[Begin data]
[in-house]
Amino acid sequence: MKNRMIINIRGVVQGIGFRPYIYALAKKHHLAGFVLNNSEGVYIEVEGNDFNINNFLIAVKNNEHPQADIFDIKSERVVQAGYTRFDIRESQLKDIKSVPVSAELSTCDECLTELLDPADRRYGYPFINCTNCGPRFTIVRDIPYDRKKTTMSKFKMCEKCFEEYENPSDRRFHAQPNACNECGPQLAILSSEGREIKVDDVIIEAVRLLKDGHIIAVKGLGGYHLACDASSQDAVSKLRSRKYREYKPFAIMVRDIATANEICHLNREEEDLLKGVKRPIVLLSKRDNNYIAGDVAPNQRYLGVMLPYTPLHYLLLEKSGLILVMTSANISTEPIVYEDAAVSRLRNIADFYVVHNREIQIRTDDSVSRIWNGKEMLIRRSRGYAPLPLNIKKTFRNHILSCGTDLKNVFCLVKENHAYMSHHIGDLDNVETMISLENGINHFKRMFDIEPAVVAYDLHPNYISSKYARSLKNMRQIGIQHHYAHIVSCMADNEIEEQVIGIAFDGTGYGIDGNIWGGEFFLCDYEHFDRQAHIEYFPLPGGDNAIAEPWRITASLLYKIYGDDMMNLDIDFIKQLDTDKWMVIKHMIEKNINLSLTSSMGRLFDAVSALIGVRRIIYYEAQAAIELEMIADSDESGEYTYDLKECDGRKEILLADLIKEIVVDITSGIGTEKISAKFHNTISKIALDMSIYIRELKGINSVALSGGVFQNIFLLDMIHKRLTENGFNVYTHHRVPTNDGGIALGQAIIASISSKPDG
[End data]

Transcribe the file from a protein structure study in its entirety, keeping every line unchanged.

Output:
[in-house]
Amino acid sequence: MKNRMIINIRGVVQGIGFRPYIYALAKKHHLAGFVLNNSEGVYIEVEGNDFNINNFLIAVKNNEHPQADIFDIKSERVVQAGYTRFDIRESQLKDIKSVPVSAELSTCDECLTELLDPADRRYGYPFINCTNCGPRFTIVRDIPYDRKKTTMSKFKMCEKCFEEYENPSDRRFHAQPNACNECGPQLAILSSEGREIKVDDVIIEAVRLLKDGHIIAVKGLGGYHLACDASSQDAVSKLRSRKYREYKPFAIMVRDIATANEICHLNREEEDLLKGVKRPIVLLSKRDNNYIAGDVAPNQRYLGVMLPYTPLHYLLLEKSGLILVMTSANISTEPIVYEDAAVSRLRNIADFYVVHNREIQIRTDDSVSRIWNGKEMLIRRSRGYAPLPLNIKKTFRNHILSCGTDLKNVFCLVKENHAYMSHHIGDLDNVETMISLENGINHFKRMFDIEPAVVAYDLHPNYISSKYARSLKNMRQIGIQHHYAHIVSCMADNEIEEQVIGIAFDGTGYGIDGNIWGGEFFLCDYEHFDRQAHIEYFPLPGGDNAIAEPWRITASLLYKIYGDDMMNLDIDFIKQLDTDKWMVIKHMIEKNINLSLTSSMGRLFDAVSALIGVRRIIYYEAQAAIELEMIADSDESGEYTYDLKECDGRKEILLADLIKEIVVDITSGIGTEKISAKFHNTISKIALDMSIYIRELKGINSVALSGGVFQNIFLLDMIHKRLTENGFNVYTHHRVPTNDGGIALGQAIIASISSKPDG